Category Archives: Andre 3000

The 8 Records I’m Most Excited about Not Buying for Record Store Day 2017

wreckastowday

I tried Record Store Day for the first time last year, and was woefully unprepared for the task; by the time I made it to my local wrecka stow, everything I was remotely interested in had already been snatched up by more enterprising/experienced shoppers. This year, I won’t be making the festivities at all: my family plans for the morning of April 22, unfortunately, do not involve any crate-digging. But that doesn’t mean I can’t look at the list of special releases and sigh wistfully at what might have been. Here are a few highlights:

88985401937_JK001_PS_01_01_01.indd

“All Together Now” by André 3000 (7″, ltd. to 5000)

I did not know the most delightfully weird member of OutKast covered one of the most delightfully goofy songs by the Beatles. Now I do know, but there’s no way this thing is gonna stay in stock past the ten-minute mark. At least I can listen to it on YouTube.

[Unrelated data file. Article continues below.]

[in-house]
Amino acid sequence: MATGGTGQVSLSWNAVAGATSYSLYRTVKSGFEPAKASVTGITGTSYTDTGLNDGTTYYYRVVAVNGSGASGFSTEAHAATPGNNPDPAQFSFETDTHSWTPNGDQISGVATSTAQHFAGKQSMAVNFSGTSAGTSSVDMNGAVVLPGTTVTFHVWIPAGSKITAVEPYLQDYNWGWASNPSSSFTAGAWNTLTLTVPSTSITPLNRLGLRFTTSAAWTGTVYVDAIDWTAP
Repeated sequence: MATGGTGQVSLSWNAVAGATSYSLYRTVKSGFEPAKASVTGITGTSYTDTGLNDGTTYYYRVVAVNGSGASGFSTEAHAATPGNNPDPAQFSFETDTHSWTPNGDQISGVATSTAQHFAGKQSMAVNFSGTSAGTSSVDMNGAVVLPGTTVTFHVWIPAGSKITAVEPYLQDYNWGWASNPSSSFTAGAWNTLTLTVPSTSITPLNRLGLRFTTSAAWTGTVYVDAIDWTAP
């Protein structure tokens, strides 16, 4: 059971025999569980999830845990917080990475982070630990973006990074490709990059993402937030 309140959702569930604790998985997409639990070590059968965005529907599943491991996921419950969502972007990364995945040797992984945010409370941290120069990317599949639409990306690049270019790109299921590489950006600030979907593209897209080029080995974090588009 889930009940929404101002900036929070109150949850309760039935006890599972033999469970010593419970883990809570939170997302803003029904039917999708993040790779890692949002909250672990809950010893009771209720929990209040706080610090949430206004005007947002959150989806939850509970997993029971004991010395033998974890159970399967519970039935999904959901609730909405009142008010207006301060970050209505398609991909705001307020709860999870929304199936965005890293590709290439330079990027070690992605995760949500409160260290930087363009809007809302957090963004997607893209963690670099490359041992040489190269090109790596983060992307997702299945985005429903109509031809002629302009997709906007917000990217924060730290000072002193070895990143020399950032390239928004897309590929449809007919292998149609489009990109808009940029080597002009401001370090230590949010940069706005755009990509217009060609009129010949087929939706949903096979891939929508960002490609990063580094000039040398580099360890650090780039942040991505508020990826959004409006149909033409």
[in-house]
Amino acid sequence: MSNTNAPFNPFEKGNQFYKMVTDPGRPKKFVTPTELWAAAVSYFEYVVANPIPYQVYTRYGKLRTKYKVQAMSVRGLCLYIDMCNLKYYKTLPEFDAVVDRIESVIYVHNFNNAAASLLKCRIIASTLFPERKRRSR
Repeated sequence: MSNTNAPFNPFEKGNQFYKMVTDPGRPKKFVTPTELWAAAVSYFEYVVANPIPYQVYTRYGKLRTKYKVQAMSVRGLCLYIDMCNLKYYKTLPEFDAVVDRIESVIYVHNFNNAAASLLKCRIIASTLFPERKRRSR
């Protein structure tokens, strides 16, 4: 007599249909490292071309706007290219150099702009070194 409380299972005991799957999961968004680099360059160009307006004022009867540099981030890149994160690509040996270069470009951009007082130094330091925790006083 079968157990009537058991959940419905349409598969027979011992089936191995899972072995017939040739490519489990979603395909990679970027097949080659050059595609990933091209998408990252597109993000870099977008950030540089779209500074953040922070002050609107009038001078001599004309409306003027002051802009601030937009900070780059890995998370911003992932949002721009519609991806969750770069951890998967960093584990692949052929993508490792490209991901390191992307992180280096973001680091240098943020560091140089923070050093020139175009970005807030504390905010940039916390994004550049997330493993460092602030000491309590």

beatles

“Strawberry Fields Forever”/”Penny Lane” by the Beatles (7″, ltd. to 7000)

Speaking of the Beatles, there’s no rational reason for me to own this. I don’t even particularly love 7″ singles: if I’m gonna buy a piece of plastic with two songs on it, it’d better be at least 10″ in diameter. But I was a Beatles fanatic as a preteen, and seeing that 1967-era picture on the sleeve hits me straight in the nostalgia zone.

bowpromocrackedactor
BOWPROMO (box set, ltd. to 5000) and
Cracked Actor (Live Los Angeles ’74) (3-LP set, ltd. to 5000)
by David Bowie

Now these I do actually want, but to be frank, I doubt I could afford them: new pressing, multi-LP sets are a little rich for my blood, especially in limited editions. But come on: raw mixes of Hunky Dory-era Bowie? A live set I haven’t heard from the Diamond Dogs tour, one of his most fascinating and underrated periods? If I was even slightly more comfortably middle-class than I am, I’d be all over these. But I can take comfort in knowing that all 10,000 of these records will be hoovered up within minutes anyway.

groove

“Groove is in the Heart” by Deee-Lite (12″, ltd. to 3000)